We seek publications that are accompanied by contributions of original data or software that may be of interest to other users of PhysioNet, as well as papers that make use of existing PhysioBank data or PhysioToolkit software, and relevant tutorials and other reference materials.

Please do not submit materials that cannot be reproduced freely. PhysioNet does not assert a copyright on your contribution, but if you have transferred your copyright privileges to a journal in which your work has appeared, you must obtain permission to publish it on-line from the publisher of the journal.

Accessibility: We aim to make all text on PhysioNet readable using text-to-speech or text-to-Braille translators. Since PhysioNet is supported by US federal funding, this is not only a goal but also a legal requirement. All PhysioNet users benefit from text that can be indexed and searched. Please let us know if you find text pages that are not accessible so that we can correct them, and if you are contributing files to be posted, especially multi-column text or PDF files, please check that they are accessible. An easy test for PDF files is to try to read them using the text-to-speech converter included as a standard feature in Adobe Acrobat software.

Preferred formats

All publicly accessible files on PhysioNet must be written in open formats. This allows them to be checked for PHI and other inappropriate content. Use of open formats also ensures that files remain usable even if the software used to create them becomes unavailable, allows their contents to be indexed and searched, and provides access to the widest audience.

For text, we prefer the following formats (in decreasing order of preference):

If you are preparing material in HTML format for posting on PhysioNet, please consider starting with our template. (This is not required, but it will help you to lay out your pages in the style used here, and it will reduce the amount of editing we will need to do with it.)

For illustrations within text, as well as other types of images, we prefer:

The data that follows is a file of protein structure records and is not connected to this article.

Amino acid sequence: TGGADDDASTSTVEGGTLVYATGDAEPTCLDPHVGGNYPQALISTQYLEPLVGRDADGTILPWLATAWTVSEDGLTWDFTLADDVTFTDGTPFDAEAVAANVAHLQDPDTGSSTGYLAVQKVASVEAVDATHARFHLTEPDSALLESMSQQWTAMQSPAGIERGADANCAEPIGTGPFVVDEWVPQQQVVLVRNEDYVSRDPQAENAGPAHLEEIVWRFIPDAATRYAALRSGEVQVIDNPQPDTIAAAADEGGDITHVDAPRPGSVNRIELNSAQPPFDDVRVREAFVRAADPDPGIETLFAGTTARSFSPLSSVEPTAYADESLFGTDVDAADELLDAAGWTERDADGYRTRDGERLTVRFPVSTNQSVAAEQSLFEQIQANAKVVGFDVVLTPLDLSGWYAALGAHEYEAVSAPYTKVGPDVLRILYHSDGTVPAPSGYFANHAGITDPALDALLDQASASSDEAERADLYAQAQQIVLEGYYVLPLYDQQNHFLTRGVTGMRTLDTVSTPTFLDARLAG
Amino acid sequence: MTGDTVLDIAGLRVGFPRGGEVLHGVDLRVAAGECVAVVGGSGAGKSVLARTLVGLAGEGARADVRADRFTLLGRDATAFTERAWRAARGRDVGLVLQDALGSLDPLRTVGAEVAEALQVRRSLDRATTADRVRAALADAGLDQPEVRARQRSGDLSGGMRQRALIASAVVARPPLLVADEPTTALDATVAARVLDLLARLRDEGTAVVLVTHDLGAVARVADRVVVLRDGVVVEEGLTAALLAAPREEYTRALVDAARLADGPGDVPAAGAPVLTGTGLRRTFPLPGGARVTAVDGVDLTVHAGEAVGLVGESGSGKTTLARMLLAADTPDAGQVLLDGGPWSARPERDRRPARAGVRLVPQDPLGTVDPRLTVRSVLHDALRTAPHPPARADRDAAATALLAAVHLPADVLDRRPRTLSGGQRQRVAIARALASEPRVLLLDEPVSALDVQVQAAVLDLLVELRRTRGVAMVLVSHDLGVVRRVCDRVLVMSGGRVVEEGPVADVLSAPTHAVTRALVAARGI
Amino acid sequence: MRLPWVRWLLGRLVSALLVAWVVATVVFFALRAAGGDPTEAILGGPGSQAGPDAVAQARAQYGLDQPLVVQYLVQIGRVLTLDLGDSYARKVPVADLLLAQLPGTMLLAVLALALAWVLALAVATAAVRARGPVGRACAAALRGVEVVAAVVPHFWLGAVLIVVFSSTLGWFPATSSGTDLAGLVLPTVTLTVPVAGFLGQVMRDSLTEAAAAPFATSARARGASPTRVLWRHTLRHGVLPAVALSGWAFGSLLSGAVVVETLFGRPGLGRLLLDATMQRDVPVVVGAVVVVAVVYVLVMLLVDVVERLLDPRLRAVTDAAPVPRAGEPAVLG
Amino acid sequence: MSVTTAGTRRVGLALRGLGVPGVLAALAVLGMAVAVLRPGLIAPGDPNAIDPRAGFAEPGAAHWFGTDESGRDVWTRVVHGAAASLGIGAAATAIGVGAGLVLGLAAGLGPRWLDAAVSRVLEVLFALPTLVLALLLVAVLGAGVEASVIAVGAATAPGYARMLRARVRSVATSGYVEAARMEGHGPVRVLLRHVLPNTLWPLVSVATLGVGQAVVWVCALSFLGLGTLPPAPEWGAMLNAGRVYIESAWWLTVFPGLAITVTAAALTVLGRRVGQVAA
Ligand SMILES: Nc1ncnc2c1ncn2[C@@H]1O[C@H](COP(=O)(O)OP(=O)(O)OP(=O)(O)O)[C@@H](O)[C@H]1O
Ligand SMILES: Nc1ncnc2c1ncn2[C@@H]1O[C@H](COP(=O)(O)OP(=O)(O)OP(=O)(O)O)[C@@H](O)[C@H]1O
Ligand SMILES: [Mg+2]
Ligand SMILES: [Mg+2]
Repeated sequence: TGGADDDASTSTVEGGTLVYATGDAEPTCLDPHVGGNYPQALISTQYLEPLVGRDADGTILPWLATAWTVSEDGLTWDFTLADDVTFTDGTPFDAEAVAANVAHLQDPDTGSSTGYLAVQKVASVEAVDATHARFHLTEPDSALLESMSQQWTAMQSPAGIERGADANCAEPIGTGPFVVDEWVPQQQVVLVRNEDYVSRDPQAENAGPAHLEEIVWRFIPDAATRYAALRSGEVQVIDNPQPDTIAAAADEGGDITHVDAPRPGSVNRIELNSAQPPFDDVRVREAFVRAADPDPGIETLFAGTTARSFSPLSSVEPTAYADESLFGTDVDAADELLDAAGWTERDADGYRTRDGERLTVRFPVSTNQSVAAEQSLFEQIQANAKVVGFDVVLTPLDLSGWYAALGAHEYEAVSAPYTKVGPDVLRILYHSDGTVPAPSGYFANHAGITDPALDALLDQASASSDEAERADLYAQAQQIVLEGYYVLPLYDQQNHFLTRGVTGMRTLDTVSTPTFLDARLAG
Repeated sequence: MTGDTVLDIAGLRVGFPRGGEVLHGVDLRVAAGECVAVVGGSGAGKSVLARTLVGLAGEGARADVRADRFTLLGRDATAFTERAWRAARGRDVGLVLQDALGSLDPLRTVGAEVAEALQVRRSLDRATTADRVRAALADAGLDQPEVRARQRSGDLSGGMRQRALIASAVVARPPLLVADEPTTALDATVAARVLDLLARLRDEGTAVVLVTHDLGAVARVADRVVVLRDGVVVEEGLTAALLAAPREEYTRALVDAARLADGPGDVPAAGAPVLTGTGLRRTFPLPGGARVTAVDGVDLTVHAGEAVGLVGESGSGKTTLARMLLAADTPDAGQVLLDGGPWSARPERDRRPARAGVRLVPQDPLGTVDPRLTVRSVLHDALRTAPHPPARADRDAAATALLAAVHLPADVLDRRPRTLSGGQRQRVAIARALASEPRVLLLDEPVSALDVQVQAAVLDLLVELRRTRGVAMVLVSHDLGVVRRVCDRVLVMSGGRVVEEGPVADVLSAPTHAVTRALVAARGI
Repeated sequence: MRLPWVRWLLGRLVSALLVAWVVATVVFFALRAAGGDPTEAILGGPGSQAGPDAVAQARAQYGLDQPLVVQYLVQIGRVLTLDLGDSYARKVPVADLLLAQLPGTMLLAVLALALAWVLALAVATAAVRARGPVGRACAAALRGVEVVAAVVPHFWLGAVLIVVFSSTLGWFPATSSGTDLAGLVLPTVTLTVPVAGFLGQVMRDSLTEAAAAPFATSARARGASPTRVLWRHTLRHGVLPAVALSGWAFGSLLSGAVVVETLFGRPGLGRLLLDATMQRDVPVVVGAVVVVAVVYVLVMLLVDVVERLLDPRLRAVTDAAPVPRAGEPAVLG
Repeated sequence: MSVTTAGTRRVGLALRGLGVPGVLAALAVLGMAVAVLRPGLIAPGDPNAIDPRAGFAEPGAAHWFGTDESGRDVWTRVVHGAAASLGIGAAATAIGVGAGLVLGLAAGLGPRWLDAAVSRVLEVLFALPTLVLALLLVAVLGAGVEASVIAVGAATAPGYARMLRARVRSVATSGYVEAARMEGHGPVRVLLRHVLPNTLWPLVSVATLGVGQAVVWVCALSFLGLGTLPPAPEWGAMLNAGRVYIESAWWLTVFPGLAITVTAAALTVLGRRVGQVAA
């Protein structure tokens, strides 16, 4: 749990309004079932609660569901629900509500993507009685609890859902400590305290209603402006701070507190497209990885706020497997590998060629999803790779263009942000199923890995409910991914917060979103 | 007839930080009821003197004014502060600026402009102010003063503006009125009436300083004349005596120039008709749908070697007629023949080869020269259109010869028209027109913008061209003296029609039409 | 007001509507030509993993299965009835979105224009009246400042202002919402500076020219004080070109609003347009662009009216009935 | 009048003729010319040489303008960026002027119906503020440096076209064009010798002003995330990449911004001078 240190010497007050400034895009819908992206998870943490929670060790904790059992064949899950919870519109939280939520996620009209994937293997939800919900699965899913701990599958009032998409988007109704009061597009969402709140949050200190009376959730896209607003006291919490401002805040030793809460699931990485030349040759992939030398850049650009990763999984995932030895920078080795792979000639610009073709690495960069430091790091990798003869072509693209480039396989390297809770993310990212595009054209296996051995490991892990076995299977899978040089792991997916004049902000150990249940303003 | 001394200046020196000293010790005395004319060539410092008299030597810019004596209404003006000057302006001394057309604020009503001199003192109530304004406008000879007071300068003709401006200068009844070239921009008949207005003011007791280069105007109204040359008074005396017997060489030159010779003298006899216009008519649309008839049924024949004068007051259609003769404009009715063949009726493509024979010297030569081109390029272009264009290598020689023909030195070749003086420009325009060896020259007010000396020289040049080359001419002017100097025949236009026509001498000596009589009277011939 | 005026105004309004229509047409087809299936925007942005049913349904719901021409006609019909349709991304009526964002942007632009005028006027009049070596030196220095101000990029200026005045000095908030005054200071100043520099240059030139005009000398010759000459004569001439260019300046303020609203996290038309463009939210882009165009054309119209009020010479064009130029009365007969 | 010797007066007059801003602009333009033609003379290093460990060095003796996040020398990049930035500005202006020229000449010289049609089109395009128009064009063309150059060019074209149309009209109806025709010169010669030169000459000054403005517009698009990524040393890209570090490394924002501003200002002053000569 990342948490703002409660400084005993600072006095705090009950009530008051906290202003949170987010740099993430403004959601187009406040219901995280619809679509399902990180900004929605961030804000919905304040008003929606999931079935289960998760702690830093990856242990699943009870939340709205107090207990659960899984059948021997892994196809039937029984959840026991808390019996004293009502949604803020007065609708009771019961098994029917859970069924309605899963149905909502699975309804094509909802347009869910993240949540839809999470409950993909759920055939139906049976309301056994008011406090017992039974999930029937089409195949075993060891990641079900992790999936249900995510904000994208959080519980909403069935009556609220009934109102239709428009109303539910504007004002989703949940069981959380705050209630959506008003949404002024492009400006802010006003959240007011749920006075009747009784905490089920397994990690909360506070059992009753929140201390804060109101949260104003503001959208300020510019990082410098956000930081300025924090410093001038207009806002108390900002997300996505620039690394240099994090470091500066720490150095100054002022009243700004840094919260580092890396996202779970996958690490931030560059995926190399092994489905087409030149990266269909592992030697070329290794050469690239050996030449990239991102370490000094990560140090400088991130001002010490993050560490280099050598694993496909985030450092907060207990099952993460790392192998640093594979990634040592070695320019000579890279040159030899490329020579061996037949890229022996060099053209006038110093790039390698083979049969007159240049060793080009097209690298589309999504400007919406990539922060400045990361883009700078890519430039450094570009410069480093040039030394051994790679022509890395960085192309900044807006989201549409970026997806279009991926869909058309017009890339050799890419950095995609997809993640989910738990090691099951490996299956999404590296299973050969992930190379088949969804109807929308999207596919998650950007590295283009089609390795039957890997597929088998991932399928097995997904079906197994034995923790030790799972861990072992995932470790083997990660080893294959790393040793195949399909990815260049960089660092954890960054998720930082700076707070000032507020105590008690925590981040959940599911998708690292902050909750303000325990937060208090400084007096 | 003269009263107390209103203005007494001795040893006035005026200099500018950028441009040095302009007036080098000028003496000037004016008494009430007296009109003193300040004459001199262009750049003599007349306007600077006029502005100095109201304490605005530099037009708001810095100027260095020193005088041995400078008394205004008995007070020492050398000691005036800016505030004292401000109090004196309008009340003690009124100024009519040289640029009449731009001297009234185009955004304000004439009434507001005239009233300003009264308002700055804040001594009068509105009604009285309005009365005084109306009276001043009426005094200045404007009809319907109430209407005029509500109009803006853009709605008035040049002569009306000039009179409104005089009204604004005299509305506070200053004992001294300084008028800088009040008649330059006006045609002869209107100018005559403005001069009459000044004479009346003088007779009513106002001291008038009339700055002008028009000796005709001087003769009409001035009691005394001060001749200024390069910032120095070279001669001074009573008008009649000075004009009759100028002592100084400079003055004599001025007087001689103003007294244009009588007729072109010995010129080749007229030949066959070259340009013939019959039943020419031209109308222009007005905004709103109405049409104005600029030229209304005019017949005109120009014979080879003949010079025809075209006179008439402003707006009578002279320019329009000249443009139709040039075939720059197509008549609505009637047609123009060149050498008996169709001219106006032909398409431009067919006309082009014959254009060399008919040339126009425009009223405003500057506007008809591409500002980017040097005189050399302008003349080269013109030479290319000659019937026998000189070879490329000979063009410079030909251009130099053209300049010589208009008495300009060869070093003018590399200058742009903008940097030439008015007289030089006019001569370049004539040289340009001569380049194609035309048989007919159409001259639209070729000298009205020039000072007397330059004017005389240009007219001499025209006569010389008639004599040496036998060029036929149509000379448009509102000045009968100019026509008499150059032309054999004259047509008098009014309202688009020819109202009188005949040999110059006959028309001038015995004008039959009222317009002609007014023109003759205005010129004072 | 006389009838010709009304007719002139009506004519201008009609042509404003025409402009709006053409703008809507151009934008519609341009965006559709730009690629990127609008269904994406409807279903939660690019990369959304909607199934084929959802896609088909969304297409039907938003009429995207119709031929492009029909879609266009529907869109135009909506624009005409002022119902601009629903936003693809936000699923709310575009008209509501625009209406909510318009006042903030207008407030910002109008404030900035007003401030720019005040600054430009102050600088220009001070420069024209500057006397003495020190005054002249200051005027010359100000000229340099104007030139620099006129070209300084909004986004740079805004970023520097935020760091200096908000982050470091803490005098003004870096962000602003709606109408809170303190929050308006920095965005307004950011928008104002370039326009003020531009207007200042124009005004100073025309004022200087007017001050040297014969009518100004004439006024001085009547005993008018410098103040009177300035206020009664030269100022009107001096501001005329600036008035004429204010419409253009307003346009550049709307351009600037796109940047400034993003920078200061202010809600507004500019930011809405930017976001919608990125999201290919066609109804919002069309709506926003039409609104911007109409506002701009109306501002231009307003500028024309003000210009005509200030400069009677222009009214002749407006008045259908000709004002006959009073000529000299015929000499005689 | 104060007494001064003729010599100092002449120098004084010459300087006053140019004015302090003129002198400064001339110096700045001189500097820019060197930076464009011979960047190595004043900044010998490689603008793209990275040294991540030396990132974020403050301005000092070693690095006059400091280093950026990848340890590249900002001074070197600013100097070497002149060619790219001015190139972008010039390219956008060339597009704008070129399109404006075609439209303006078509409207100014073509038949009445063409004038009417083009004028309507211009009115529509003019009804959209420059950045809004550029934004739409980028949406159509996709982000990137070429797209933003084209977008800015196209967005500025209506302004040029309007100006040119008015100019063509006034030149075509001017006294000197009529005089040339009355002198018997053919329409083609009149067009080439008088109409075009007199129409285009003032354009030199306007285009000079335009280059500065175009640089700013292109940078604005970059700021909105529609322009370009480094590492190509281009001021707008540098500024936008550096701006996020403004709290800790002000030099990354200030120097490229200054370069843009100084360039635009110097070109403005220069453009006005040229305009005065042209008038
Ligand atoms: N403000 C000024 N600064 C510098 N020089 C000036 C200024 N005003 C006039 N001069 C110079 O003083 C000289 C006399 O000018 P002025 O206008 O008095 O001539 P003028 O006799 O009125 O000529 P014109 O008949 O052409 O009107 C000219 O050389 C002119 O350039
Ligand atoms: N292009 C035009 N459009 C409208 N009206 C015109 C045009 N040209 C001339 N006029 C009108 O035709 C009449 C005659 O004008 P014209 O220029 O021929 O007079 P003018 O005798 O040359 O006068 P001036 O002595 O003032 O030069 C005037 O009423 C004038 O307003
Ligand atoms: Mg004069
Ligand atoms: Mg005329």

Avoid using screen captures unless you are trying to illustrate the appearance of a user interface; most plots in particular look better and load more quickly if rendered using a suitable vector format.

For binary data files, we prefer any of the many formats that are compatible with the WFDB library. More than 50 existing PhysioBank data collections use these formats; they are flexible, efficient, and allow use of standard software tools such as those provided by the PhysioBank ATM for visualization and analysis.

For text-encoded data files, we prefer TSV or CSV. XML is acceptable, especially for data with complex structure, but be sure that a freely redistributable schema is included or referenced in your contribution.

For software, sources are required.

PhysioNet sometimes provides file archives in zip, gzip, or bzip2 format for downloading convenience, but the contents of such archives are not indexed by the major search engines, so we almost always provide unpacked directories as well.

Other formats: Files in other formats will need to be converted to one of the formats above before public release. You can help us, and ensure that the conversion is correct, by performing the conversion yourself and comparing the results with your original file(s).

Contributions are irrevocable

Just as readers of a printed journal expect to be able to read articles at any time after they have been published, users of PhysioNet must be able to depend on future availability of materials published here. For this reason, we must refuse requests to withdraw contributed materials or to restrict their distribution once they have been posted here (although updates are always welcome and encouraged).

Questions and Comments

If you would like help understanding, using, or downloading content, please see our Frequently Asked Questions.

If you have any comments, feedback, or particular questions regarding this page, please send them to the webmaster.

Comments and issues can also be raised on PhysioNet's GitHub page.

Updated Thursday, 20 October 2016 at 17:30 EDT

PhysioNet is supported by the National Institute of General Medical Sciences (NIGMS) and the National Institute of Biomedical Imaging and Bioengineering (NIBIB) under NIH grant number 2R01GM104987-09.